April 17, 2017
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Australian coal industry social media campaign backfires

An attempt by the Minerals Council of Australia to create a Twitterstorm using #Australiansforcoal backfired when hundreds of witty Tweets mocking the industry were published. “The real embarrassment for the coal industry lies in the very establishment of Australians for Coal because any decent industry on a proper ethical footing does not need to try and confect the appearance of public support. #Australiansforcoal - because when the arrogant, powerful and greedy are challenged by morality, economics and science, they don’t like it,” wrote Greenpeace CEO David Ritter in The Guardian.

Suggested Tweet: Why the #australiansforcoal social media campaign backfired http://bit.ly/1qZfWgt http://bit.ly/1npxx19

BNP Paribas should dump coal

The French banking giant BNP Paribas claims to be “combatting climate change”, yet it is the only international private sector bank supporting India’s devastating new 4000 megawatt (MW) Tata Mundra ‘Ultra Mega’ coal power plant. “To live up to its stated environmental responsibility to combat climate change, BNP Paribas must follow this path and stop financing the coal industry now, starting by withdrawing its funding immediately from the Tata Mundra project, avoid funding climate ‘false solutions‘ and increase its finance rapidly towards energy efficiency and renewables,” writes Yann Louvel , BankTrack Climate and Energy Campaign Coordinator. (BankTrack, TckTckTck)

Suggested Tweet:  #climatesolutions exist – Tata Mundra  #coal plant must stop @BNPParibas_com http://blog.banktrack.org/?p=296


German bank under pressure to review overseas coal power lending

The German government-owned Bank for Reconstruction (KfW) is under pressure from the new Right-Left German coalition government to end the financing of overseas coal power projects or limit loans to rare circumstances. Between 2006 and 2013 KfW loaned US$3.9 billion to coal projects in Greece, India, Serbia, South Africa and Australia. Non-government organisations including Urgewald, Climate Alliance Germany and Bread for the World as well as the Environment Ministry want KfW’s policy updated just as the World Bank and other European multilateral banks have adopted more restrictive policies. However, the Federal Minister of Economics and Energy, Sigmatr Gabriel, is opposing any change. (Taz, Handelsblatt) (Both articles are in German; Google Translate provides a rough translation)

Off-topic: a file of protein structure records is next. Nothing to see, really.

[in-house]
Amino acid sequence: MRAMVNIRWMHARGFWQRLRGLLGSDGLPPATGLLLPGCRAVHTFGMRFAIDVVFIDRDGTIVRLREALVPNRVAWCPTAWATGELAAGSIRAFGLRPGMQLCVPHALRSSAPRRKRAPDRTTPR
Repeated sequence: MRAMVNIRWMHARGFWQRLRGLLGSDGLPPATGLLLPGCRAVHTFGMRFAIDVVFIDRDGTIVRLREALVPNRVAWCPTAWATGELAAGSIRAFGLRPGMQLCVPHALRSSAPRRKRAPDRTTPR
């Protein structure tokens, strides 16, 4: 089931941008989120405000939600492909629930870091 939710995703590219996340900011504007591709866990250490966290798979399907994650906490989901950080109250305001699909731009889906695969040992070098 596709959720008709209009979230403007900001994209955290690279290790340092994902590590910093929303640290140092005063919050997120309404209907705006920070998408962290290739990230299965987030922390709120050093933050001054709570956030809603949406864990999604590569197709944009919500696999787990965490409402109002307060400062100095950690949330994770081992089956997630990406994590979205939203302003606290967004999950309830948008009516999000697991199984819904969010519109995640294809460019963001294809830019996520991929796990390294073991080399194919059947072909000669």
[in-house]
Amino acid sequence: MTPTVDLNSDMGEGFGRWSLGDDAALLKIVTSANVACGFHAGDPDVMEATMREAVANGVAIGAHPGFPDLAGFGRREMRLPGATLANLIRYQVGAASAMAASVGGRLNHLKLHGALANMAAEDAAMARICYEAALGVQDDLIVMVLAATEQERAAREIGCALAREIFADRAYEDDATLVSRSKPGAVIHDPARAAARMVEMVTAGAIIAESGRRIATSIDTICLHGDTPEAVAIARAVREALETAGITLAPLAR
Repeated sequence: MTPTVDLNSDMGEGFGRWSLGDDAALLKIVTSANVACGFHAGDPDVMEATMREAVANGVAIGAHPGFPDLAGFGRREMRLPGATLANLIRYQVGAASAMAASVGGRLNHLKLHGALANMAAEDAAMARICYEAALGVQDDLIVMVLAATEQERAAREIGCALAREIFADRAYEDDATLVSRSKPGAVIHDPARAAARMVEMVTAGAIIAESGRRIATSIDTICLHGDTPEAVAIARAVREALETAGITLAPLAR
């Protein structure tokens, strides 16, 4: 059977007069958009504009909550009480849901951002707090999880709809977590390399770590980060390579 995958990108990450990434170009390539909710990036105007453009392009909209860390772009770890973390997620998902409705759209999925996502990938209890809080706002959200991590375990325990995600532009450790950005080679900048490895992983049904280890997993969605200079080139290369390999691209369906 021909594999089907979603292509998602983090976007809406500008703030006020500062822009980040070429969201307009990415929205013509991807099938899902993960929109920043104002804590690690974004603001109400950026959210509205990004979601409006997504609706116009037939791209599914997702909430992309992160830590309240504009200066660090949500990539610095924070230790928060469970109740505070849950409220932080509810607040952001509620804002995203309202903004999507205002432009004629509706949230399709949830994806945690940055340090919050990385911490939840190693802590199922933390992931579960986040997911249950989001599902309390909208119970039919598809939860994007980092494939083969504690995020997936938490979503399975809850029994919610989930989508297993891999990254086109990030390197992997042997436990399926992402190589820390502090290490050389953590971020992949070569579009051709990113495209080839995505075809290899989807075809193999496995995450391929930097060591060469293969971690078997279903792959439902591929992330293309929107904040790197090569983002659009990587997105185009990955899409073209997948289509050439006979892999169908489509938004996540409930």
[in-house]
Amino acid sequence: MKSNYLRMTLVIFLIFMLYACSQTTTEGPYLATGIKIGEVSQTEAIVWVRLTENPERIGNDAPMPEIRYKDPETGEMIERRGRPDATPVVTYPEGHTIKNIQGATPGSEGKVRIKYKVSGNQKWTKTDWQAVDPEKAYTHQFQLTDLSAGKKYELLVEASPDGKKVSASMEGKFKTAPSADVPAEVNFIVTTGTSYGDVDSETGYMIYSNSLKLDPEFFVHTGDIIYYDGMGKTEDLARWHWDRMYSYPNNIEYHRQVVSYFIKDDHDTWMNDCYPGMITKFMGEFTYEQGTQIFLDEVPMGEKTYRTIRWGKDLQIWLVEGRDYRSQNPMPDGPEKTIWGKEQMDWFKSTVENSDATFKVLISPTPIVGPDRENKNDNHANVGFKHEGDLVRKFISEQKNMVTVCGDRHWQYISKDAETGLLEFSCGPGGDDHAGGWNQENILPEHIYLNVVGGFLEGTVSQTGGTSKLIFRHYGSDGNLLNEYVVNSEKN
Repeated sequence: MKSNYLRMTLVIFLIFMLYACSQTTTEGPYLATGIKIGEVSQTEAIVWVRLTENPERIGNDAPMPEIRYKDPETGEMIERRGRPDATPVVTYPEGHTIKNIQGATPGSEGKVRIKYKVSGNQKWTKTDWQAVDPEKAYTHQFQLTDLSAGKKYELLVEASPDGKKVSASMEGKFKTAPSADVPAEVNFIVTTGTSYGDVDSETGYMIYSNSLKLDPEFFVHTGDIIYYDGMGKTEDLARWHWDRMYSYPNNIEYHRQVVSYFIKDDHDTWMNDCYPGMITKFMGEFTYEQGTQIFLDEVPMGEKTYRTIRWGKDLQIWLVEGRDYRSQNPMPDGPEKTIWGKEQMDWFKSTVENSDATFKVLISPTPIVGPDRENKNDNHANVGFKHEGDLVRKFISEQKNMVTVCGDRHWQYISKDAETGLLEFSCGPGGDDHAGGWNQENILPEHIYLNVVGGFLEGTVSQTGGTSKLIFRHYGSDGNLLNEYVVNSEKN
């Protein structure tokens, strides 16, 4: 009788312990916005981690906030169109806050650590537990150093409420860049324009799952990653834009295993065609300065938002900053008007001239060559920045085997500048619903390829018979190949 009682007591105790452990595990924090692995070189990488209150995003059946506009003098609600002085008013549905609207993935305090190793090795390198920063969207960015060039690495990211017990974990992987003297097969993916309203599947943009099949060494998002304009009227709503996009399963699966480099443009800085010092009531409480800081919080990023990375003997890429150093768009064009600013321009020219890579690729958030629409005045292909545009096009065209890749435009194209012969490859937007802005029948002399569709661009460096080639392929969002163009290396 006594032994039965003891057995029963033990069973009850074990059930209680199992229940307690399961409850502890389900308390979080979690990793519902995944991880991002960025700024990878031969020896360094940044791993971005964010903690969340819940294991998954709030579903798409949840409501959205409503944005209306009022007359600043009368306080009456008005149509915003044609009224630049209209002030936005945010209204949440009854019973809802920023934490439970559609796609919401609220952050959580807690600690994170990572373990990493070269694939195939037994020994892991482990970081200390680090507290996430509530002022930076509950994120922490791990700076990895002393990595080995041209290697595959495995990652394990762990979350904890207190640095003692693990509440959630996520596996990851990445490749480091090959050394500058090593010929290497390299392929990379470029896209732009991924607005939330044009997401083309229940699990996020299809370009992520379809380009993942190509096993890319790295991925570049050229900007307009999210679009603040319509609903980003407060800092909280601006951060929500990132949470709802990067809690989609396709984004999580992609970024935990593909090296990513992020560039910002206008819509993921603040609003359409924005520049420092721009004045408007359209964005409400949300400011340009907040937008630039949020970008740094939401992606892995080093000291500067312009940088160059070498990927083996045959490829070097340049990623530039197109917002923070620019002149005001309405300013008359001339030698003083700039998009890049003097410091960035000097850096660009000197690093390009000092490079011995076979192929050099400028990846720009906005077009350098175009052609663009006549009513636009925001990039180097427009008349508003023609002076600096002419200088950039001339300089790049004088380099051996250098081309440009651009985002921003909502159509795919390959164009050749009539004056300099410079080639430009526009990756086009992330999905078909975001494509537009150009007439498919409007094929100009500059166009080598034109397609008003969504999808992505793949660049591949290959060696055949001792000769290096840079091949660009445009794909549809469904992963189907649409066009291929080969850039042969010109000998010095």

Suggested Tweet: Town of #Bulga beats #RioTinto over proposed #coal mine expansion http://bit.ly/1mSeLPJ See local groups website http://bit.ly/1hflzGy

top news

US court upholds mercury standards: The U.S. Court of Appeals has rejected an appeal by Peabody Energy and major power utilities seeking to overturn U.S. Environmental Protection Agency regulations limiting mercury and other pollutants. “For EPA to focus its ‘appropriate and necessary’ determination on factors relating to public health hazards, and not industry’s objections that emission controls are costly, properly puts the horse before the cart,” wrote U.S. Circuit Judge Judith Rogers. (Houston Chronicle, Bloomberg)

New coal plants risk breaching EU law: According to a legal analysis five proposed new lignite power plants in Bosnia-Herzegovina, Serbia and Montenegro could violate the countries’ requirement to comply with the European Union’s Industrial Emissions Directive by January 1, 2018. Kristína Šabová, a lawyer with the legal firm Frank Bold stated that “there is a high risk of unforeseen additional costs to the investors in these plants” to ensure compliance. (EurActiv, Frank Bold)

Rising costs hit US carbon storage plant: The 582 MW Kemper lignite-fired plant which is being built by Southern Company in Mississippi has been held up by supporters of carbon capture and storage as a coal plant of the future. However, the cost has escalated from an initial estimate of US$1.8 billion to over US$5.2 billion, making it the most expensive power plant per kilowatt installed capacity ever built in the US. (Bloomberg)
Pakistani mangroves illegally cleared for coal plant: A protected mangrove forest is being cleared even before the environmental impact statement has been filed on a 1320 MW coal-fired power station proposed by a Qatar-China joint venture. The director general of the Sindh Environment Protection Agency, Naeem Ahmed Mughal, said the clearing was illegal. The International Union for Conservation of Nature described the proposed power project as potentially disastrous for the mangrove forests. (Dawn, Dawn)

Australian companies lead Borneo coal mining charge:  Two Australian companies – Brisbane-based Cokal and BHP Billiton – are pressing ahead with new metallurgical coal projects in the largest area of tropical forests remaining in Southeast Asia. While the governments of Indonesia, Brunei and Malaysia have agreed on the need to prevent the deforestation of the area, the coal companies are pressing ahead with mine and transport infrastructure. (Sydney Morning Herald)

India high on most polluted cities list: India has thirteen of the twenty most polluted cities in the world “and the situation appears to be worsening,” said a report by the financial services company HSBC. “Of the 167 cities monitored for air pollution in 2010, 50 per cent reported critical levels of air pollution,” the report said. HSBC identifies India’s heavy dependence on coal and lax pollution standards as key factors responsible for pollution. (RenewEconomy)